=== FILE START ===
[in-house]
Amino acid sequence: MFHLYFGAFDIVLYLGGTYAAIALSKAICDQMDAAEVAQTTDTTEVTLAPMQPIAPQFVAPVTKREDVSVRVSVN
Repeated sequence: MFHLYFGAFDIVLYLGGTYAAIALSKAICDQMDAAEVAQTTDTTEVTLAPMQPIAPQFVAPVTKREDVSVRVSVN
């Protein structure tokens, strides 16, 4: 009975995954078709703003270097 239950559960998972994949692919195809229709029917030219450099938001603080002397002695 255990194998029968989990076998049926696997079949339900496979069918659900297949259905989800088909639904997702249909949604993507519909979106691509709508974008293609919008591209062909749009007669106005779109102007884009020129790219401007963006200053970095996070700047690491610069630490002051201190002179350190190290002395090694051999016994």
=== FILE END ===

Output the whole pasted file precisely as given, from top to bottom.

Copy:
[in-house]
Amino acid sequence: MFHLYFGAFDIVLYLGGTYAAIALSKAICDQMDAAEVAQTTDTTEVTLAPMQPIAPQFVAPVTKREDVSVRVSVN
Repeated sequence: MFHLYFGAFDIVLYLGGTYAAIALSKAICDQMDAAEVAQTTDTTEVTLAPMQPIAPQFVAPVTKREDVSVRVSVN
């Protein structure tokens, strides 16, 4: 009975995954078709703003270097 239950559960998972994949692919195809229709029917030219450099938001603080002397002695 255990194998029968989990076998049926696997079949339900496979069918659900297949259905989800088909639904997702249909949604993507519909979106691509709508974008293609919008591209062909749009007669106005779109102007884009020129790219401007963006200053970095996070700047690491610069630490002051201190002179350190190290002395090694051999016994």